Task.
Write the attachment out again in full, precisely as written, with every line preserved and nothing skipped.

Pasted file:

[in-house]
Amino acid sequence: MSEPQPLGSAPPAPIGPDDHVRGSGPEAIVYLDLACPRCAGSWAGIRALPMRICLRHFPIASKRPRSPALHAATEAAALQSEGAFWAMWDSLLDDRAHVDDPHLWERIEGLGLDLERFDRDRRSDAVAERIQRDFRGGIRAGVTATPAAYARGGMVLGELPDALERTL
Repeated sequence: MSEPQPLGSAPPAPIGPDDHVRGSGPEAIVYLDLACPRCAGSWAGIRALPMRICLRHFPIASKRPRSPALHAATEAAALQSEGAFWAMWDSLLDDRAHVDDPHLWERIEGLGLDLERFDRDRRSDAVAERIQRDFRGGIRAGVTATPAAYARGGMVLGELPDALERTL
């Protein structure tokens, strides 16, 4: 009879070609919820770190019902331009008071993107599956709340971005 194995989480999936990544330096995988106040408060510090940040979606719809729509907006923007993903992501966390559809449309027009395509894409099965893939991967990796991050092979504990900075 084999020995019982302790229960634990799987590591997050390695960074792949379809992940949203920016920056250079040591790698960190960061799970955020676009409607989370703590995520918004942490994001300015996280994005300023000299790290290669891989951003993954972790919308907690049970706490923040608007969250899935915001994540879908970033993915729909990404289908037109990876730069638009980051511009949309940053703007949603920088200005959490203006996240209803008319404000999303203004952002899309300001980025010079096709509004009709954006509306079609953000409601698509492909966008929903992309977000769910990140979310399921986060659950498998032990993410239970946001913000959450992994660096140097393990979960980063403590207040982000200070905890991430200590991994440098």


[in-house]
Amino acid sequence: MSEPQPLGSAPPAPIGPDDHVRGSGPEAIVYLDLACPRCAGSWAGIRALPMRICLRHFPIASKRPRSPALHAATEAAALQSEGAFWAMWDSLLDDRAHVDDPHLWERIEGLGLDLERFDRDRRSDAVAERIQRDFRGGIRAGVTATPAAYARGGMVLGELPDALERTL
Repeated sequence: MSEPQPLGSAPPAPIGPDDHVRGSGPEAIVYLDLACPRCAGSWAGIRALPMRICLRHFPIASKRPRSPALHAATEAAALQSEGAFWAMWDSLLDDRAHVDDPHLWERIEGLGLDLERFDRDRRSDAVAERIQRDFRGGIRAGVTATPAAYARGGMVLGELPDALERTL
């Protein structure tokens, strides 16, 4: 009879070609919820770190019902331009008071993107599956709340971005 194995989480999936990544330096995988106040408060510090940040979606719809729509907006923007993903992501966390559809449309027009395509894409099965893939991967990796991050092979504990900075 084999020995019982302790229960634990799987590591997050390695960074792949379809992940949203920016920056250079040591790698960190960061799970955020676009409607989370703590995520918004942490994001300015996280994005300023000299790290290669891989951003993954972790919308907690049970706490923040608007969250899935915001994540879908970033993915729909990404289908037109990876730069638009980051511009949309940053703007949603920088200005959490203006996240209803008319404000999303203004952002899309300001980025010079096709509004009709954006509306079609953000409601698509492909966008929903992309977000769910990140979310399921986060659950498998032990993410239970946001913000959450992994660096140097393990979960980063403590207040982000200070905890991430200590991994440098």